Extract from letter of Lords of Trade to Governor Lawrence. Feb. 7, 1758.

We have fully considered that part of your Letter, which relates to the calling an Assembly, and also the Plan for that purpose, contained in the minutes of the Council transmitted with it, and having so often and so fully repeated to you our sense and opinion of the Propriety & Necessity of this measure taking place, it only now remains for Us to direct its being carried into immediate execution, that His Majesty’s Subjects (great part of whom are alleged to have quitted the Province on account of the great discontent prevailing for want of an Assembly) may no longer be deprived of that privilege, which was promised to them by His Majesty, when the Settlement of this Colony was first undertaken, and was one of the Conditions upon which they accepted the Proposals then made.

We are sensible that the Execution of this measure may in the present situation of the Colony be attended with many difficulties, and possibly may in its consequences, in some respects interfere with, and probably embarrass His Majesty’s Service; but without regard to these Considerations, or to what may be the opinion of individuals with respect to this measure, We think it of indispensable necessity that it should be immediately carried into execution.

We approve in general that part of your plan which establishes Townships and ascertains their Limits as corresponding with the Plan laid down in the Instructions given to Mr. Cornwallis at the first Settlement of the Colony; but We do not think it advisable, that any of those Townships, which has not fifty settled families, should be allowed to send Representatives to the Assembly; and therefore we would propose that for the present, those only, which have that number of Settled Families, should have that Privilege, & that the rest of the members, computing the whole at twenty two, should be elected for the Province at large, considered as one County, according to the Plan agreed upon, but that whenever any of those Townships, which are now established, or any others which may be hereafter established, shall contain Fifty Settled Families, they shall be entitled to a Writ for electing two Representatives, and the number of the members for the whole Province at large, considered as one County, shall be diminished in proportion.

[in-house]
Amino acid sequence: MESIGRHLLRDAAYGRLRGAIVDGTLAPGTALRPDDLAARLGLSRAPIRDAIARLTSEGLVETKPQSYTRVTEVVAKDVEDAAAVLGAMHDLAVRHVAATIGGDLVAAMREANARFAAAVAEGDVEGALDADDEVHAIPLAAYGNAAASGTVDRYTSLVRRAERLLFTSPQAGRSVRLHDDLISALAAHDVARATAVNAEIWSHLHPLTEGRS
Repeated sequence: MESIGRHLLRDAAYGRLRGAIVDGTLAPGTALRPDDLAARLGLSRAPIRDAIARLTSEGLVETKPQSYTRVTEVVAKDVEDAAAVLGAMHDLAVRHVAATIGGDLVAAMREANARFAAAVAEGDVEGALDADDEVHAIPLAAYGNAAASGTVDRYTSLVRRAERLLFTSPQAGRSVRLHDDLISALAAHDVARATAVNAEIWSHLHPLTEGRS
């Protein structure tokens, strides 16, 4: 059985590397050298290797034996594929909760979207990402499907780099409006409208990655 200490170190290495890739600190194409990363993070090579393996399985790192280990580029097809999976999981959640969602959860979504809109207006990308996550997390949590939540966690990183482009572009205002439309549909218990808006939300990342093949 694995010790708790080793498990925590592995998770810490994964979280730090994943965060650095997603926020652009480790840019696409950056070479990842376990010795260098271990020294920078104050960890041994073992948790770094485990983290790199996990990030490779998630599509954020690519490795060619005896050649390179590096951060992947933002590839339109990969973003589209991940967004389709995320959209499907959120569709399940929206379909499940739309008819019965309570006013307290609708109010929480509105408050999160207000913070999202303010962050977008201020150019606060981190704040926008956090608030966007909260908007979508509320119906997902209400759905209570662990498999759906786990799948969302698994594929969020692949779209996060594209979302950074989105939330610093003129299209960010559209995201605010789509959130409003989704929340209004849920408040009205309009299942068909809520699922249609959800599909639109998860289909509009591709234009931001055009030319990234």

As to the other parts of your Plan, they do not appear to us liable to objection, excepting only that part which establishes the Quorum of the Assembly, and fixes it at Seventeen, which We apprehend to be too great a proportion of the whole; and that it ought not at the most to exceed one half of the whole number, which is more agreeable to what has been judged to be proper in cases of other American Assemblies, whose great Inconveniencies have been found to result from the Quorum of the Assembly being too great a proportion of the whole.

With respect to the time which it may be proper to fix for the Return of the Writs, We would wish that you should inform yourself of what has been the general Rule in cases of the like kind in other Colonies, so far as the situation and circumstances of Nova Scotia will admit of it. What this Rule has been we are not at present sufficiently apprized; but of which you will be able to inform yourself from the many Persons now in Nova Scotia, who have come from other Colonies, and are doubtless well acquainted with what has been the Custom in this case: But whatever this Rule may be, or however short the Term (and we apprehend the shorter it is, the better, provided it leaves sufficient time for the due execution of the Writs) no great Inconveniencies can arise from it, because it will be in your Power whatever day may be fixed by the Writs for the Assembly’s meeting, to postpone it to some further day by a Proclamation of Prorogue, in case you shall find that it will interfere with any particular services which yourself or the Lieut. Governor may be employed in, and which must necessarily prevent their proceeding upon Business.

Kennedy, William P. Statutes, Treaties and Documents of the Canadian Constitution: 1713-1929. Oxford Univ. Pr., 1930. https://www.canadiana.ca/view/oocihm.9_03428